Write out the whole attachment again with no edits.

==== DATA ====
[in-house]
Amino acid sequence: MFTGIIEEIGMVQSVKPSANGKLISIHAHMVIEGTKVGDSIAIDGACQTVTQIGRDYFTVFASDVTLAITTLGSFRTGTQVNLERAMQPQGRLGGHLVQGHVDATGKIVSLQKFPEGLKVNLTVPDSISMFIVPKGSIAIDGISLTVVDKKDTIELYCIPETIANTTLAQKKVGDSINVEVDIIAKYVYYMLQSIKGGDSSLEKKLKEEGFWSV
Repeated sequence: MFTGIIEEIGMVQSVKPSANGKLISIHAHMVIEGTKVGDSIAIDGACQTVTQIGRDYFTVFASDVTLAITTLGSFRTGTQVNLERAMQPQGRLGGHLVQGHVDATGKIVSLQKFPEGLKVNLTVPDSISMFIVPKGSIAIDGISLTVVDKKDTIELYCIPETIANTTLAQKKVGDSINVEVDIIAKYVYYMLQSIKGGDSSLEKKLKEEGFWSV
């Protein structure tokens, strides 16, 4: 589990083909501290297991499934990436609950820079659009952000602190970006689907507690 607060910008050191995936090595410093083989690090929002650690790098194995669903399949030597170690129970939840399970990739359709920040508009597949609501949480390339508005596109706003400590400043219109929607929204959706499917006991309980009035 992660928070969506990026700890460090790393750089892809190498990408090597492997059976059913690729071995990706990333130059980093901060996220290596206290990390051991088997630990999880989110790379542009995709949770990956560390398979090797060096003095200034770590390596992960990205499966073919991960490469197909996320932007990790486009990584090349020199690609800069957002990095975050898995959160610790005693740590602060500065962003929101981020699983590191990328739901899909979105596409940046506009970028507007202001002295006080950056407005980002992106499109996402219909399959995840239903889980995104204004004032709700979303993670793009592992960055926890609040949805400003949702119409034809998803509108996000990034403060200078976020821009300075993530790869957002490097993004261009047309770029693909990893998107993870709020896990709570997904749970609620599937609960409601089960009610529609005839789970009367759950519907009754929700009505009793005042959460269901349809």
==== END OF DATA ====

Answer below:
[in-house]
Amino acid sequence: MFTGIIEEIGMVQSVKPSANGKLISIHAHMVIEGTKVGDSIAIDGACQTVTQIGRDYFTVFASDVTLAITTLGSFRTGTQVNLERAMQPQGRLGGHLVQGHVDATGKIVSLQKFPEGLKVNLTVPDSISMFIVPKGSIAIDGISLTVVDKKDTIELYCIPETIANTTLAQKKVGDSINVEVDIIAKYVYYMLQSIKGGDSSLEKKLKEEGFWSV
Repeated sequence: MFTGIIEEIGMVQSVKPSANGKLISIHAHMVIEGTKVGDSIAIDGACQTVTQIGRDYFTVFASDVTLAITTLGSFRTGTQVNLERAMQPQGRLGGHLVQGHVDATGKIVSLQKFPEGLKVNLTVPDSISMFIVPKGSIAIDGISLTVVDKKDTIELYCIPETIANTTLAQKKVGDSINVEVDIIAKYVYYMLQSIKGGDSSLEKKLKEEGFWSV
């Protein structure tokens, strides 16, 4: 589990083909501290297991499934990436609950820079659009952000602190970006689907507690 607060910008050191995936090595410093083989690090929002650690790098194995669903399949030597170690129970939840399970990739359709920040508009597949609501949480390339508005596109706003400590400043219109929607929204959706499917006991309980009035 992660928070969506990026700890460090790393750089892809190498990408090597492997059976059913690729071995990706990333130059980093901060996220290596206290990390051991088997630990999880989110790379542009995709949770990956560390398979090797060096003095200034770590390596992960990205499966073919991960490469197909996320932007990790486009990584090349020199690609800069957002990095975050898995959160610790005693740590602060500065962003929101981020699983590191990328739901899909979105596409940046506009970028507007202001002295006080950056407005980002992106499109996402219909399959995840239903889980995104204004004032709700979303993670793009592992960055926890609040949805400003949702119409034809998803509108996000990034403060200078976020821009300075993530790869957002490097993004261009047309770029693909990893998107993870709020896990709570997904749970609620599937609960409601089960009610529609005839789970009367759950519907009754929700009505009793005042959460269901349809």